similar to Dr. Robotnik's Mean Bean Machine or Puyo Puyo.
 
 Throughout the project, we extensively used contract programming and unittests.
 As a result, we finished our project ahead of schedule and with fewer major
bugs
 than any of the other teams.  I would like to say that D directly improved the
 productivity and success of our project.
 
 You can see some of the other projects here:
 http://www.csl.mtu.edu/cs3141/www/Home.html
 
 Any feedback at all would be appreciated.
 
 -Mikola Lysenko
 
 

I tried the single player. It looks cool, and the music is nice. Only thing is it gets a bit boring after a while, because it's just too easy. A only played until the second level (underwater), but it didn't seem any harder than the first. So I could probably have played forever, which isn't very challenging.

That's because it is only for practice. The real single player is when you fight the bots. You can cycle through the bots by clicking on their name in the Vs. AI menu.
Apr 29 2006
parent reply Tydr Schnubbis <fake address.dude> writes:
mclyse wrote:
 In article <e2v5k3$2aa6$1 digitaldaemon.com>, Tydr Schnubbis says...
I tried the single player.  It looks cool, and the music is nice.  Only 
thing is it gets a bit boring after a while, because it's just too easy. 
  A only played until the second level (underwater), but it didn't seem 
any harder than the first.  So I could probably have played forever, 
which isn't very challenging.

That's because it is only for practice. The real single player is when you fight the bots. You can cycle through the bots by clicking on their name in the Vs. AI menu.

more fun now. But I sort of wish there was a way to know the skill level of the different AI's. Just a bunch of names doesn't tell me much.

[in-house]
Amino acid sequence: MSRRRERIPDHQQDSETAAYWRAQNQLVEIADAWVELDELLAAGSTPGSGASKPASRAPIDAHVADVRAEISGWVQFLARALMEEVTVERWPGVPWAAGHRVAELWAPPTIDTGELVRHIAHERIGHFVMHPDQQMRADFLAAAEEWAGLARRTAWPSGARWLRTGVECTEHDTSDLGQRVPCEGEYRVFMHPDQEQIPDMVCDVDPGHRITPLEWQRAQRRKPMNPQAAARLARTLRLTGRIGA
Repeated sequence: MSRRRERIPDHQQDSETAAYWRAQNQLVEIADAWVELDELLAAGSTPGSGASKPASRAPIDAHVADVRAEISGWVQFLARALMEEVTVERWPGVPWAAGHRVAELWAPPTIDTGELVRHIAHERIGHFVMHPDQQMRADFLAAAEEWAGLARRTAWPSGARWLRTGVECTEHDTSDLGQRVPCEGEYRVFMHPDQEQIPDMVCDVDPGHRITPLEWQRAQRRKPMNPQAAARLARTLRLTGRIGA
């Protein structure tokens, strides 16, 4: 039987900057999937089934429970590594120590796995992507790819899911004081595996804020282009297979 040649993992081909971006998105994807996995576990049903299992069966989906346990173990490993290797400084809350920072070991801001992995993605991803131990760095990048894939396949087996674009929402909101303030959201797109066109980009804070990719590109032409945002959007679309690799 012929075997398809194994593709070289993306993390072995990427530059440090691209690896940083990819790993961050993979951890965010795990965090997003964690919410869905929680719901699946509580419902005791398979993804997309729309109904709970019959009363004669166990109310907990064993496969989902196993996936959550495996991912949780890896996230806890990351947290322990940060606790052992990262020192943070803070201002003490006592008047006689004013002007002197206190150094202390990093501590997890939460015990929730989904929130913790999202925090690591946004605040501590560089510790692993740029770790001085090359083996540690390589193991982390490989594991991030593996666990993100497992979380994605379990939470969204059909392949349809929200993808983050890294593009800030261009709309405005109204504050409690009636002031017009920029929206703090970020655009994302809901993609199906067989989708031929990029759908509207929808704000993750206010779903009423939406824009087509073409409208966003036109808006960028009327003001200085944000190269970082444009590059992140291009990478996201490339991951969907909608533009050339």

Apr 30 2006
parent reply Georg Wrede <georg.wrede nospam.org> writes:
Tydr Schnubbis wrote:
 mclyse wrote:
 
 In article <e2v5k3$2aa6$1 digitaldaemon.com>, Tydr Schnubbis says...

 I tried the single player.  It looks cool, and the music is nice.  
 Only thing is it gets a bit boring after a while, because it's just 
 too easy.  A only played until the second level (underwater), but it 
 didn't seem any harder than the first.  So I could probably have 
 played forever, which isn't very challenging.

That's because it is only for practice. The real single player is when you fight the bots. You can cycle through the bots by clicking on their name in the Vs. AI menu.

more fun now. But I sort of wish there was a way to know the skill level of the different AI's. Just a bunch of names doesn't tell me much.

You learn as long as you live. In real life you don't know the skill levels of your opponents either, till you get used to them. :-)
May 01 2006
parent Tydr Schnubbis <fake address.dude> writes:
Georg Wrede wrote:
 Tydr Schnubbis wrote:
 mclyse wrote:
 
 In article <e2v5k3$2aa6$1 digitaldaemon.com>, Tydr Schnubbis says...

 I tried the single player.  It looks cool, and the music is nice.  
 Only thing is it gets a bit boring after a while, because it's just 
 too easy.  A only played until the second level (underwater), but it 
 didn't seem any harder than the first.  So I could probably have 
 played forever, which isn't very challenging.

That's because it is only for practice. The real single player is when you fight the bots. You can cycle through the bots by clicking on their name in the Vs. AI menu.

more fun now. But I sort of wish there was a way to know the skill level of the different AI's. Just a bunch of names doesn't tell me much.

You learn as long as you live. In real life you don't know the skill levels of your opponents either, till you get used to them. :-)

Yes, but most people don't want gaming to take up as much time as 'real life', so you people might not like it if a game wastes their time-wasting time with something that doesn't contribute to the fun of their wasted time. Or something.
May 01 2006